Saturday, November 26, 2005
The Tax History Project, a public service initiative of Tax Analysts, has posted seven new papers on its web site. We have blogged one of these papers each day this week, concluding with today's paper:
Andrew Mellon's Unsuccessful Attempt to Repeal Estate Taxes, by M. Susan Murnane (Ph.D. Candidate (American History), Case Western Reserve University):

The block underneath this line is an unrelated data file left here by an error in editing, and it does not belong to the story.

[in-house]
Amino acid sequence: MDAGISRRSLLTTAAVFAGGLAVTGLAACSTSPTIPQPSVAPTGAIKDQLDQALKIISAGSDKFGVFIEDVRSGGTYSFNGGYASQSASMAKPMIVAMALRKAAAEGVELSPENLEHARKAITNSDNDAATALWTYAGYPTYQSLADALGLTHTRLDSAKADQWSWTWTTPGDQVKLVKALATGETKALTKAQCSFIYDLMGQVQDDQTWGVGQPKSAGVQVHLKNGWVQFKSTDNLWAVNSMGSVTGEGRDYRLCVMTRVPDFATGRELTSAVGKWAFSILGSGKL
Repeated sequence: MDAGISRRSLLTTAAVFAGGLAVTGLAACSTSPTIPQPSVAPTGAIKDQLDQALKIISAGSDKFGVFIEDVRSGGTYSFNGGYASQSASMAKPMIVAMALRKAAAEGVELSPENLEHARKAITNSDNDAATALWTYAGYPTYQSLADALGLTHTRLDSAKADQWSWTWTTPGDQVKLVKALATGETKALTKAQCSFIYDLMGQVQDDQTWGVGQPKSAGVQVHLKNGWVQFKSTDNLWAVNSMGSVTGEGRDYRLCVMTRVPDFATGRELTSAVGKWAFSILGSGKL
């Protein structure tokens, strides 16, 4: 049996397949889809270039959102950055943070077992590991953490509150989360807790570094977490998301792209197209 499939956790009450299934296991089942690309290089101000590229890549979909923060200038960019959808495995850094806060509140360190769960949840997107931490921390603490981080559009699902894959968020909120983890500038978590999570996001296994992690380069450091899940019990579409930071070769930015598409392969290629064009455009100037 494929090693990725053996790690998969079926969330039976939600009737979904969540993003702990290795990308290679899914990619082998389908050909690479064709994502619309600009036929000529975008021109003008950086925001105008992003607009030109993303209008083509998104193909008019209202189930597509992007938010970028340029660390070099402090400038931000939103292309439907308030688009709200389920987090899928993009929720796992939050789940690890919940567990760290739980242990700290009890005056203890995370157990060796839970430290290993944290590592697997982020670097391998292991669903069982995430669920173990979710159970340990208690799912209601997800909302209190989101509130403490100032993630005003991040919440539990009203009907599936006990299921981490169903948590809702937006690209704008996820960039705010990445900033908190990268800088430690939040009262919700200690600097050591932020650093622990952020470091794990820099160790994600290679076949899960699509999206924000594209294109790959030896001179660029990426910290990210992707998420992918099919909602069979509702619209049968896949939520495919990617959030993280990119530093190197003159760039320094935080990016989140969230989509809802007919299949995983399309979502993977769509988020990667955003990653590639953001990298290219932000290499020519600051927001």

On June 7, 2001, President George W. Bush signed into law the Economic Growth and Tax Reconciliation Act of 2001, a $1.35 trillion tax cut spread out over 10 years. The act gradually reduced federal estate tax rates and increased the estate tax exemption until 2010, when it repealed the federal estate tax for one year only. The temporary repeal of the estate tax culminated a long campaign on the part of dedicated activists, who viewed it as a first step toward permanent repeal of the federal estate tax. The last time anyone seriously attempted to repeal the federal estate tax occurred toward the end of the series of tax cuts in the 1920s spearheaded by Treasury Secretary Andrew W. Mellon. Between 1925 and 1928, Mellon attempted unsuccessfully to secure repeal of federal estate taxes. In proposing repeal, Mellon changed Treasury Department policy on estate taxes more than a year into the income tax reform program to reduce marginal taxes on high incomes, popularly known as the Mellon plan for scientific taxation. This article tells the story of the old fight over the federal estate tax, in the hope of illuminating the current one.